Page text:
Tourism heats up after Icelandic Meltdown: 400% increase in Iceland flight searches
Flight search traffic for UK-Iceland routes has risen by 400% over the last month, according to the flight search engine, Skyscanner.
Those who have been affected by Iceland’s financial woes may not appreciate it, but since the Icelandic economy ran into trouble, it appears travellers are making the most of the meltdown, cashing in on the weakening króna to visit the Atlantic island which has traditionally been perceived as an expensive destination.
Data from Skyscanner has shown that searches for flights from the UK to Reykjavik have rocketed by 400% since Iceland began hitting the headlines in October, suggesting that Iceland’s tourist industry could benefit from its banking crisis.
Though prices for food, drink and accommodation have not changed in Iceland itself, the devaluation of the Icelandic króna means that you now get much more for your money. Back in April 08, £1 would buy you just 143 krónur, but by early October, this had jumped up to a high of 223 krónur, effectively meaning that Iceland had just become 56% cheaper, almost overnight (currency data according to Exchange-Rates.org ).
Savvy travellers seem to have cashed in, buying in their krónur and taking advantage of cheap flights to Iceland that can be found for as little as £105 on Skyscanner, while exchange rates remain favourable to those earning British pounds.
Barry Smith, Co-founder and Director of Business Development of Skyscanner said:
“Iceland has always held an exotic allure for Brits, although the expense has put a lot of people off from visiting. But the change in value of the krónur has meant that Iceland has suddenly become an affordable destination and people are jumping at the chance to pay a visit.”
So what's so cool about Iceland anyway?
Reykjavik: in Iceland’s cosmopolitan capital, (which is the world's most northerly) you’ll find cosy cafes, pulsating night clubs and chic restaurants serving national delicacies (puffin pâté anyone?). Encircled by mountains and the sea, the city is ideal for a short break or as a starting point for a longer trip into the rugged wilds of the country.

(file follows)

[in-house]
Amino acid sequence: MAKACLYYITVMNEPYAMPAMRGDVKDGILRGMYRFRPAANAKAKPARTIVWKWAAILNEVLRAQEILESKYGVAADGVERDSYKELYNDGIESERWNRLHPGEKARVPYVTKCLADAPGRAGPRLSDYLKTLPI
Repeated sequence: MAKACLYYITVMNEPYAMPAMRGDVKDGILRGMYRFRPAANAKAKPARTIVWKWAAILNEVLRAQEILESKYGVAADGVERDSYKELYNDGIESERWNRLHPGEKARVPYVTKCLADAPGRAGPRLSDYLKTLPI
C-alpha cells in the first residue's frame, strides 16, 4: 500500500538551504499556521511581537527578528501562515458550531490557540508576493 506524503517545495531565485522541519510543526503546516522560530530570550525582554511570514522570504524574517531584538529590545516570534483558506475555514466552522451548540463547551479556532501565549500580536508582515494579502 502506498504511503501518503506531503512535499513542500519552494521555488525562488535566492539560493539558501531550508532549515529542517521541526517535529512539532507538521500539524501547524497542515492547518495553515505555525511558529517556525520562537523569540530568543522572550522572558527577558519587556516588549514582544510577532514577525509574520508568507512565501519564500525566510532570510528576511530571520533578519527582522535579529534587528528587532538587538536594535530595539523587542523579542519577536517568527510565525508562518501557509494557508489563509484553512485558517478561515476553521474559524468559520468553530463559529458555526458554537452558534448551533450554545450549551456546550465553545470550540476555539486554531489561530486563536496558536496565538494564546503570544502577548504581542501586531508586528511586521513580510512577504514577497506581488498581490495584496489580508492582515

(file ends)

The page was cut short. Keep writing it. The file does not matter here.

Great Outdoors: Iceland’s striking landscape is one of its biggest pulls. As a country which is literally still growing, you can watch new land forming before your very eyes. Visit glowing lava fields, smouldering volcanoes, deafening waterfalls, majestic ice-caps and bubbling mud pools, in a country that boasts four national parks and Europe’s largest glacier.
Thermal Soak: enjoying the warm thermal waters emanating from the centre of the earth is a very popular activity in Iceland, with hot springs and pools found in almost every town in the country. Forming an important meeting place for locals, why not strip off and chew the fat in a 40C hot pot, while snow falls from an Icelandic sky?
Ski & Snowboard: If you want to get active, hit the Icelandic slopes; Iceland has mountains over 2000m high and its northerly location means they get fed with plenty of snow. The country has several ski areas; Bláfjöll, just 30 minutes drive from Reykjavik is the largest with 11 lifts, floodlit night skiing and cross country trails on offer.
Wildlife: Iceland’s abundance of untouched nature means masses of fauna to see; Husavik in the north of the country is considered to be the whale watching capital of Europe. Take a boat tour and look out for the abundant minke, blue, humpback, sei and killer whales, as well as pods of dolphin and porpoise.
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